1 Housing Markets and Housing Institutions in a Comparative Context.- Housing Is Peculiar.- Housing Policies Are Special.- The Rationale of this Book.- Metropolitan Markets in National Economies.- A Taxonomy of Housing Policies.- Conclusion.- 2 The Swedish Housing Market: Development and Institutional Setting Alex Anas.- The State, the Counties, and the Municipalities.- Housing Policy.- The Planning System.- Land Use and the Ownership, Supply, and Pricing of Land.- The Housing Stock, Housing Production, and the Building Sector.- Financing of New Construction and Modernization.- Pricing, Rent Control, Rent Pooling, and Rent Negotiations.- The Public Queue: The Case of Greater Stockholm.- Swapping, Black Markets, Mobility, and Household Formation.- Housing Allowances.- Housing and Income Tax.- Conclusions.- 3 The Finnish Housing Market: Structure, Institutions, and Policy Issues.- Historical Background.- Urban Land.- Administration of Housing and Urban Planning.- Housing Production.- Development of the Dwelling Stock and Housing Finance.- Pricing of Housing.- Obtaining Shelter in the Helsinki Metropolitan Area.- Mobility, Household Formation, and the Housing Market.- Housing Allowances.- Housing and the Income and Wealth Taxes.- Conclusions.- 4 The Functioning of the Housing Market in Amsterdam.- An Institutional-Economic Framework.- The City of Amsterdam.- The Development of the Housing System.- Population, Housing, and Mobility in Amsterdam.- The Planning System.- Pricing and Financing.- The Allocation of Households to Dwellings.- The Black Market: Squatting.- Conclusions.- 5 Housing in San Francisco: Shelter in the Market Economy.- The San Francisco Bay Area.- Federal and State Housing Policy.- Regionalism and Localism in Bay Area Land Use and Development 195 Summary and Conclusions.- 6 Analysis of the Housing Sector, The Housing Market, and Housing Policy in the Budapest Metropolitan Area.- The Budapest Metropolitan Area in the Settlement System of Hungary and Central Europe.- Development of the Housing Sector in Budapest.- Housing Quality and the Evolution of Financing.- Conclusion.- 7 The Vienna Housing Market: Structure, Problems, and Policies.- The Structure of the Housing Market in Metropolitan Vienna.- The Governmental Role in the Housing Market.- Conclusion: Major Impacts of Housing Policies.- 8 Glasgow: From Mean City to Miles Better.- The Message and the Medium.- Time's Arrow.- New Pluralism.- Remaking Council Housing.- Conclusion.
We propose a life-cycle model of the housing market with a property ladder and a credit constraint. We focus on equilibria that replicate the facts that credit constraints delay some households' first home purchase and force other households to buy a home smaller than they would like. The model helps us identify a powerful driver of the housing market: the ability of young households to afford the down payment on a starter home, and in particular their income. The model also highlights a channel whereby changes in income may yield housing price overreaction, with prices of trade-up homes displaying the most volatility, and a positive correlation between housing prices and transactions. This channel relies on the capital gains or losses on starter homes incurred by credit-constrained owners. We provide empirical support for our arguments with evidence from both the U.K. and the U.S.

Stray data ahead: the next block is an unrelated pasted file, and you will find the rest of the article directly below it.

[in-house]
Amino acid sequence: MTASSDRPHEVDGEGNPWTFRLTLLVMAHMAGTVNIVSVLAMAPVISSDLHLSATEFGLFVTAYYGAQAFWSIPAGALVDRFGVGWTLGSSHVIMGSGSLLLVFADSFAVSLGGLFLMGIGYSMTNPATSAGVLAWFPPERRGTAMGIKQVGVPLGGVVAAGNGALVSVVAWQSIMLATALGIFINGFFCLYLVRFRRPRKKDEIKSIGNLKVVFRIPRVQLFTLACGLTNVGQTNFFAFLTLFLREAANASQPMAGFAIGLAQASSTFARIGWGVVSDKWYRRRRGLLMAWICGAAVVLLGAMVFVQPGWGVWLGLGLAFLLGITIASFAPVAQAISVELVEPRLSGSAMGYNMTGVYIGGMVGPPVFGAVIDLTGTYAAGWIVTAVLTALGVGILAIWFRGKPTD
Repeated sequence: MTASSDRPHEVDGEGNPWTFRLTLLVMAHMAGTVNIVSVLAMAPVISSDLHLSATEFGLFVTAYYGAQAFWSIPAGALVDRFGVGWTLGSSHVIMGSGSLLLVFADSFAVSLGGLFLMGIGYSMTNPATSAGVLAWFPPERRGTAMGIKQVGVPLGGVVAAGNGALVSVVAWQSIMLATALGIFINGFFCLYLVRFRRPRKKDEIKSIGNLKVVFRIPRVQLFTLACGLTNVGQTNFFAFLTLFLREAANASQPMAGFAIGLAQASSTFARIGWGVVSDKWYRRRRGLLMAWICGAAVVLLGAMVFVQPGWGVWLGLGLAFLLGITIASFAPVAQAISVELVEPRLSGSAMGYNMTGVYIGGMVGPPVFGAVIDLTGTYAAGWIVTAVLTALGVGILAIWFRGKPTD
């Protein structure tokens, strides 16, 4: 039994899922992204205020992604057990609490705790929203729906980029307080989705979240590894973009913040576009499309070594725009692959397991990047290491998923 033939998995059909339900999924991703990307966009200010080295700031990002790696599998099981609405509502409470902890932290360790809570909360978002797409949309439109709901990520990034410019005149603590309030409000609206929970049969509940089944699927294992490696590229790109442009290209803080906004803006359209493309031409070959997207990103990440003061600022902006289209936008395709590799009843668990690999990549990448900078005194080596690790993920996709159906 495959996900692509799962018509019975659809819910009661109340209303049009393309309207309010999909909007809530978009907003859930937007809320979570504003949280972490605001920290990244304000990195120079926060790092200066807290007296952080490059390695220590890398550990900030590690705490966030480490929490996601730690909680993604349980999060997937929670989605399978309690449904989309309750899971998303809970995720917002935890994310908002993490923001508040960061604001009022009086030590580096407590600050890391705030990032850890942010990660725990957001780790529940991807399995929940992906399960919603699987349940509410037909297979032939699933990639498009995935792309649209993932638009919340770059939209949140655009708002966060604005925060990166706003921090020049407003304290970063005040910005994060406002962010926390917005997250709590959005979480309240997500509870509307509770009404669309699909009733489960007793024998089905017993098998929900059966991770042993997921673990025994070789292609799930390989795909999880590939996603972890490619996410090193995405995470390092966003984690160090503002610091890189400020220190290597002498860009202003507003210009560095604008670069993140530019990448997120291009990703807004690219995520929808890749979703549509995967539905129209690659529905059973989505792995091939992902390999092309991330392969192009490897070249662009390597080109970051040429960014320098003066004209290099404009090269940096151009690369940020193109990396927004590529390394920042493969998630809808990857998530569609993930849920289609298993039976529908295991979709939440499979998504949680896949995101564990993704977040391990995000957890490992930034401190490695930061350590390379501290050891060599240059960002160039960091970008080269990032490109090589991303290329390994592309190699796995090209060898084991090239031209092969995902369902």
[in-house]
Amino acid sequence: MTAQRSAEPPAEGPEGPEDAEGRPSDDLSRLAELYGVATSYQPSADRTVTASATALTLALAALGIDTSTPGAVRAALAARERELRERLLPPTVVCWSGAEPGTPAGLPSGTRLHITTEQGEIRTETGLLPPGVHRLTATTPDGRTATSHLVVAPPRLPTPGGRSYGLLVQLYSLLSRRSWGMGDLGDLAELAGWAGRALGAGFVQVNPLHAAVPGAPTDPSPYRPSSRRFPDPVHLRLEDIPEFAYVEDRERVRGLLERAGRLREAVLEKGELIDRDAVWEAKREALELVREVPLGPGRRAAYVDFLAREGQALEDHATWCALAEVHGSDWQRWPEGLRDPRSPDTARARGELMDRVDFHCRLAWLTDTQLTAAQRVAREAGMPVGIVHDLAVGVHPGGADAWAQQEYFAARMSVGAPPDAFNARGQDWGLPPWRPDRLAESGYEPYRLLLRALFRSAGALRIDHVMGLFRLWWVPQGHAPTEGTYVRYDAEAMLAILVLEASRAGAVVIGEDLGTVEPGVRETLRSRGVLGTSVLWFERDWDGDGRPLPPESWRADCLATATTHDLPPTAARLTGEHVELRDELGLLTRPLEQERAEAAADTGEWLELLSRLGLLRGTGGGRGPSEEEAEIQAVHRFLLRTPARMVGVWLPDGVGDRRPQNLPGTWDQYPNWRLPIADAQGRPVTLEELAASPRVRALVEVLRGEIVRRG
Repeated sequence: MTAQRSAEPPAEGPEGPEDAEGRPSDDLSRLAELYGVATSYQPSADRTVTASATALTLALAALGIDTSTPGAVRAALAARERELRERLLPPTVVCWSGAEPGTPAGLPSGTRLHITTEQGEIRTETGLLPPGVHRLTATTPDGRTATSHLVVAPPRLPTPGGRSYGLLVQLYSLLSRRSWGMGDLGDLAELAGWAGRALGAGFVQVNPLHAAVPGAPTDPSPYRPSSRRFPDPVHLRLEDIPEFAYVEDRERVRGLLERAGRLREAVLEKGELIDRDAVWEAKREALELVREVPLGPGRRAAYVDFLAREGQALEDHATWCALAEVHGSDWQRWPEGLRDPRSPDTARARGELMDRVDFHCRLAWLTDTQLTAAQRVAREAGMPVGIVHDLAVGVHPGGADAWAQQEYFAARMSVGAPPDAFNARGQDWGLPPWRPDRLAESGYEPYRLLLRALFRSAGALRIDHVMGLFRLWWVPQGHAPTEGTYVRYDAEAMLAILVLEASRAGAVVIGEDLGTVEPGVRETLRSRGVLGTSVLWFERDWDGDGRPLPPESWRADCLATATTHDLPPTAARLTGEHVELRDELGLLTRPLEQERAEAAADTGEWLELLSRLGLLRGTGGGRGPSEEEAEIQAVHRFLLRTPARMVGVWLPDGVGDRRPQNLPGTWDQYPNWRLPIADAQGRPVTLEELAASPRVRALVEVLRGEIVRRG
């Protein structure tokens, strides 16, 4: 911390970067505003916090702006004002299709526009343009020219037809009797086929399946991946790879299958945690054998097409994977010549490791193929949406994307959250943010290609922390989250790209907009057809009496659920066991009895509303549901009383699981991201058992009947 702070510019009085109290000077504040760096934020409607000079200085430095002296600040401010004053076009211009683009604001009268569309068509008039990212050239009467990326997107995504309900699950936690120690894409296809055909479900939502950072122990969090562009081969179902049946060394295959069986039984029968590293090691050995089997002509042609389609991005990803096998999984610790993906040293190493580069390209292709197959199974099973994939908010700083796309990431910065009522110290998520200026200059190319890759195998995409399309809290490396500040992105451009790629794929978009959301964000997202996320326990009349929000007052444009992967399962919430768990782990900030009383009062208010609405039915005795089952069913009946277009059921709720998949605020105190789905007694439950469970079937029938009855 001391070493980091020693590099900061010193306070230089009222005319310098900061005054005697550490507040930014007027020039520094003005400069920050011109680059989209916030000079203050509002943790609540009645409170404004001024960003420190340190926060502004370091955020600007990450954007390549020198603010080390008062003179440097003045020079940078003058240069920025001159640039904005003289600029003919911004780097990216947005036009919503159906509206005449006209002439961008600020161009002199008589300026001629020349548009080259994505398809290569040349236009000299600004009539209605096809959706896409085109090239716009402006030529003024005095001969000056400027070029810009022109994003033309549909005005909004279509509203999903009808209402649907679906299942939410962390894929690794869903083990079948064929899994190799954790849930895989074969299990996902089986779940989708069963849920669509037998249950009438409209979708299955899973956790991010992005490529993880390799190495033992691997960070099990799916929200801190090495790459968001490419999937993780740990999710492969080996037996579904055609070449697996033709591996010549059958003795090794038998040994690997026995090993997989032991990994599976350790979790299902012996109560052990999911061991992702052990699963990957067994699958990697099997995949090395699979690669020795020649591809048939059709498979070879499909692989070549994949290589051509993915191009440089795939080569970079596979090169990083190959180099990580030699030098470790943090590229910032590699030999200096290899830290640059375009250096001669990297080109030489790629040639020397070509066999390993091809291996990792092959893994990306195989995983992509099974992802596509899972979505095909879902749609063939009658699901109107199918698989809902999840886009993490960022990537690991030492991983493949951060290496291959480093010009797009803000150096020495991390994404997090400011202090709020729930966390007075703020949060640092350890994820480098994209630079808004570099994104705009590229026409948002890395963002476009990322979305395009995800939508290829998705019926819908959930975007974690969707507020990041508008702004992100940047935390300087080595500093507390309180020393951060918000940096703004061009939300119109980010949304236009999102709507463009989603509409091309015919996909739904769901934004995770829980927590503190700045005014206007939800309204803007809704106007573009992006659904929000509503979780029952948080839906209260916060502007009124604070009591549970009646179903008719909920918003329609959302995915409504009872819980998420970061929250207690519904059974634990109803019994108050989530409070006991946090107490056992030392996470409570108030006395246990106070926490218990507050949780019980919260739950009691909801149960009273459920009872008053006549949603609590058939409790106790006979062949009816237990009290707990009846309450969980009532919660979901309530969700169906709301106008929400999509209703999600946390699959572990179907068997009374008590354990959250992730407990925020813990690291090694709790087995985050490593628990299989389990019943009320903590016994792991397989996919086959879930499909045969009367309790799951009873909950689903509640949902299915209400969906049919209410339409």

Government interventions in housing markets usually have a strong side effect of lowering residential mobility. Interventions tend to raise the price of owner-occupied dwellings and to lower rents compared with household incomes. An index of these two tendencies is calculated for major conurbations of 16 countries. Among these, Switzerland, South Korea, Sri Lanka and the former German Democratic Republic are of particular interest. The rank order correlation of the index with residential mobility appears to be strong, 0.962, and with an elasticity of -0.815 three-quarters of the variance is explained. No correlation was found with the home-ownership rate. In so far as lower mobility impairs housing welfare, market interventions should be avoided, but it is recognised that such interventions primarily reflect concern for equity and externalities.
This paper provides updated estimates of the impact of three financial frictions – negative equity, mortgage lock-in, and property tax lock-in – on household mobility. We add the 2009 wave of the American Housing Survey (AHS) to our sample and also create an improved measure of permanent moves in response to Schulhofer-Wohl’s (2011) critique of our earlier work (Ferreira, Gyourko and Tracy (2010)). Our updated estimates corroborate our previous results: negative equity reduces household mobility by 30 percent, and $1,000 of additional mortgage or property tax costs reduces household mobility by 10%-16%. Schulhofer-Wohl’s finding of a slight positive correlation between mobility and negative equity appears due to a large fraction of false positives, as his coding methodology has the propensity to misclassify almost half of the additional moves it identifies relative to our measure of permanent moves. This also makes his mobility measure dynamically inconsistent, as many transitions originally classified as a move are reclassified as a non-move when additional AHS panels become available. We conclude with directions for future research, including potential improvements to measures of household mobility.Institutional subscribers to the NBER working paper series, and residents of developing countries may download this paper without additional charge at